Mother Jones Devotes Current Magazine, Online Package to Fast-Tracking Green Development

Mother Jones Devotes Current Magazine, Online Package to Fast-Tracking Green Development

Bill McKibben’s Essay Urges Environmentalists to Stop Opposing Housing, Infrastructure

As Earth Day nears and states across the country wrestle with providing affordable housing, dependable mass transit, and renewable energy, Mother Jones’ current print magazine and an online package are devoted to green development, highlighted by a 4,500-word essay by noted author and climate activist Bill McKibben, who forcefully urges environmentalists in the United States to stop opposing the construction of housing and clean energy infrastructure in their communities.

In McKibben’s essay, he notes that while environmentalists have a long history of blocking development, “we’re at a hinge moment now, when solving our biggest problems—environmental but also social—means we need to say yes to some things: solar panels and wind turbines and factories to make batteries and mines to extract lithium. And new affordable housing that will make cities denser and more efficient while cutting the ruinous price of housing.”

The cover of the May+June 2023 magazine reads “Yes in Our Backyards: It’s time for progressives to fall in love with the green building boom,” and features a photo illustration of a woman hugging earth-moving equipment. The special series consists of seven stories, spanning 26 pages, and hits newsstands April 25. The online package features additional content from media organizations partnering in the Climate Desk collaboration, which Mother Jones launched in April 2010.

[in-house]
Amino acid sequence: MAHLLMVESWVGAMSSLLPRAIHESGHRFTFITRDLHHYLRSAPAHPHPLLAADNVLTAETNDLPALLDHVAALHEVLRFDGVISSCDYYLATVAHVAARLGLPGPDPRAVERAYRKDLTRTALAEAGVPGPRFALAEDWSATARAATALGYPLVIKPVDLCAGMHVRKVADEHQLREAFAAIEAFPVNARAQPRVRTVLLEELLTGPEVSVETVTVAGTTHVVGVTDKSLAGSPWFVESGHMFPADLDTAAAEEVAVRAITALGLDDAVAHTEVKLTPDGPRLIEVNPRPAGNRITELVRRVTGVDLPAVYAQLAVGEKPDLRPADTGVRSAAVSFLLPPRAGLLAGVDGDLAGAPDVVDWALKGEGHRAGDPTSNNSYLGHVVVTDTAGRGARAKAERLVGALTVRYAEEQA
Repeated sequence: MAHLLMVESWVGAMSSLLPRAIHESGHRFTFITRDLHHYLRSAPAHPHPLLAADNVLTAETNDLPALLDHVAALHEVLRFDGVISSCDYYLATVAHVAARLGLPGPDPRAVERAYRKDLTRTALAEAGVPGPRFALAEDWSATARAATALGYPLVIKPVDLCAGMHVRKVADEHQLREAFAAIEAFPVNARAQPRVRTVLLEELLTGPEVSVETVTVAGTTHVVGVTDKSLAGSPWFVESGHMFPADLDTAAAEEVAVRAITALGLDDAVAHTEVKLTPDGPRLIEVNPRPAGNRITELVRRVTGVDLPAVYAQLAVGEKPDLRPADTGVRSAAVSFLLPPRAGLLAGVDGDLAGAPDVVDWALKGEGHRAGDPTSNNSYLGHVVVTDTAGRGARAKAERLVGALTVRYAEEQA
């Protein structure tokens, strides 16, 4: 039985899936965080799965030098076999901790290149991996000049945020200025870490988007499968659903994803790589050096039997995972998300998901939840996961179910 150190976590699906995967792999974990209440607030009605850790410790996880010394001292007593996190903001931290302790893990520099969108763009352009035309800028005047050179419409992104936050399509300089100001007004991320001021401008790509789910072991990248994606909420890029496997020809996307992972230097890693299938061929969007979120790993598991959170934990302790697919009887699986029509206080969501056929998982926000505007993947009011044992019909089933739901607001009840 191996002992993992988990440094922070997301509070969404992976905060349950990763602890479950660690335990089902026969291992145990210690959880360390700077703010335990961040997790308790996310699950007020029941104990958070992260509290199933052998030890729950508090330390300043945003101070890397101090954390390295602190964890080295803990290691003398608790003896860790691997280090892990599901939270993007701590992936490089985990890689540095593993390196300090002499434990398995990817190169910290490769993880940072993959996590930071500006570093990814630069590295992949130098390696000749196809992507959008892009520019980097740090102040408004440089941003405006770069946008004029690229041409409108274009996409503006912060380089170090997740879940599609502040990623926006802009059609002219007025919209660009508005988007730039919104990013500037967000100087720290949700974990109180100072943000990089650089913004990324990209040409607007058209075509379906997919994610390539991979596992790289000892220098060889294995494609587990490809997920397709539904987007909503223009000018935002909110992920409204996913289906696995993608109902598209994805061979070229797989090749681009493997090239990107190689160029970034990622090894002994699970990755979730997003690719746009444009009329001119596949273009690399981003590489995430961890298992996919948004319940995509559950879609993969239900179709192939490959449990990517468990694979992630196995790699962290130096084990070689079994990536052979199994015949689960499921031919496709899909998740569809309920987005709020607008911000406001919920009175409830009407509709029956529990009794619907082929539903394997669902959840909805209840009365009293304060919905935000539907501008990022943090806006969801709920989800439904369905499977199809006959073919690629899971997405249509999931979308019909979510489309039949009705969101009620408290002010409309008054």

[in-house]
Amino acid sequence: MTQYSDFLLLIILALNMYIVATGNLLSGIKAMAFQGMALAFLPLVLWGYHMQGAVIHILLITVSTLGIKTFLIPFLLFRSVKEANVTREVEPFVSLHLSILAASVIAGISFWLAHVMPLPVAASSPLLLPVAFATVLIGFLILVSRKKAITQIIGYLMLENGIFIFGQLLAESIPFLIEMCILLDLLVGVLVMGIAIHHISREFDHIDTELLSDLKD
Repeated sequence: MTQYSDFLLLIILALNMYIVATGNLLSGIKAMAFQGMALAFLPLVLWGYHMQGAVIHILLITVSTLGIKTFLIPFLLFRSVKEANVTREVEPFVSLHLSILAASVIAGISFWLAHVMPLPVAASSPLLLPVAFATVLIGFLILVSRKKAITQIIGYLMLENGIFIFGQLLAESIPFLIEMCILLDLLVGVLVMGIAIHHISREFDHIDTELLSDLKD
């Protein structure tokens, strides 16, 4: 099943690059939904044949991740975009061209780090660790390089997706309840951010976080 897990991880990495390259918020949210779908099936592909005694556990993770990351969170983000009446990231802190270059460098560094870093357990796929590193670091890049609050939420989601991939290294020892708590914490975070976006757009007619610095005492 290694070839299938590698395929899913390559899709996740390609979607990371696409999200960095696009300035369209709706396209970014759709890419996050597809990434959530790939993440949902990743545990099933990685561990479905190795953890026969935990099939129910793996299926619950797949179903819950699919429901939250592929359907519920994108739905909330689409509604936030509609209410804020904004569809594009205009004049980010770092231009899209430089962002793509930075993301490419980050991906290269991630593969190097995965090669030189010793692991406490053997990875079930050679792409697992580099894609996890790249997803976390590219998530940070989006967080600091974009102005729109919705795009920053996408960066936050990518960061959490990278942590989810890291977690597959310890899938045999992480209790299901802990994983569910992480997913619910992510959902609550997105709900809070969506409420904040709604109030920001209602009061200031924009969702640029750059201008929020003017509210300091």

“The United States is on the brink of its most consequential transformation since the New Deal—from a fossil fuel economy toward one based on renewable energy—and we want to advance the national conversation about what it takes to decarbonize, and what stands in the way,” said Mother Jones Editor-in-Chief Clara Jeffery, explaining the impetus for the special issue. “We hope to prod progressives to stop opposing development crucial to our climate goals.”

Other stories in the package include:

  • The NIMBY (“Not in My Backyard”) tactics familiar to housing advocates are hampering the shift to green energy (by Clara Jeffery)
  • How cities in California use environmental laws to kill climate-friendly development (by Chris Elmendorf)
  • Decarbonizing America will require a building spree not seen in generations (by Jesse D. Jenkins)
  • Rather than be at the mercy of a regional utility company, Latinos in Chelsea, Massachusetts, took matters into their own hands (by Lois Parshley). This story will also be translated into Spanish.
  • Microgrids are revitalizing cities, and empowering rural areas (by Michael Mechanic)
  • How utilities game the system and thwart America’s clean energy push (by David Roberts and David Pomerantz)
  • A shortage of skilled labor could derail U.S. efforts to “electrify everything” (by Emily Pontecorvo, Grist)
  • Across the nation, powerful energy interests are meddling in local affairs (by Nick Bowlin, High Country News)